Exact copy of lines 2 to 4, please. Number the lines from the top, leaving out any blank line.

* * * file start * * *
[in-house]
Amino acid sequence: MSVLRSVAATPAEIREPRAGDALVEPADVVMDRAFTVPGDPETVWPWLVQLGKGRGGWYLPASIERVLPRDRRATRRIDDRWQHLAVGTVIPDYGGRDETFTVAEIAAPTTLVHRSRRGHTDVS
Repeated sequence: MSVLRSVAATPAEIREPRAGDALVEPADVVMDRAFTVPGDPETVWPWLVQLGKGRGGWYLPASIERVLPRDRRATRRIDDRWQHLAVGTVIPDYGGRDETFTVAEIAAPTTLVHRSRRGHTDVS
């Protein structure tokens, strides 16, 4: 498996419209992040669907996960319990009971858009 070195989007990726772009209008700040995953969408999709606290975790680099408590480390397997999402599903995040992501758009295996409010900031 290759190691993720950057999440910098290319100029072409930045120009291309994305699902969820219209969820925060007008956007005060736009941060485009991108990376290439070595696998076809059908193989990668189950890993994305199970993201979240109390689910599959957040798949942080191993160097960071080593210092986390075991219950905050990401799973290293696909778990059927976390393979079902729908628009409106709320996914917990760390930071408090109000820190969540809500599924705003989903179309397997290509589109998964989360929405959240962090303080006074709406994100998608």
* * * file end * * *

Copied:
Amino acid sequence: MSVLRSVAATPAEIREPRAGDALVEPADVVMDRAFTVPGDPETVWPWLVQLGKGRGGWYLPASIERVLPRDRRATRRIDDRWQHLAVGTVIPDYGGRDETFTVAEIAAPTTLVHRSRRGHTDVS
Repeated sequence: MSVLRSVAATPAEIREPRAGDALVEPADVVMDRAFTVPGDPETVWPWLVQLGKGRGGWYLPASIERVLPRDRRATRRIDDRWQHLAVGTVIPDYGGRDETFTVAEIAAPTTLVHRSRRGHTDVS
């Protein structure tokens, strides 16, 4: 498996419209992040669907996960319990009971858009 070195989007990726772009209008700040995953969408999709606290975790680099408590480390397997999402599903995040992501758009295996409010900031 290759190691993720950057999440910098290319100029072409930045120009291309994305699902969820219209969820925060007008956007005060736009941060485009991108990376290439070595696998076809059908193989990668189950890993994305199970993201979240109390689910599959957040798949942080191993160097960071080593210092986390075991219950905050990401799973290293696909778990059927976390393979079902729908628009409106709320996914917990760390930071408090109000820190969540809500599924705003989903179309397997290509589109998964989360929405959240962090303080006074709406994100998608």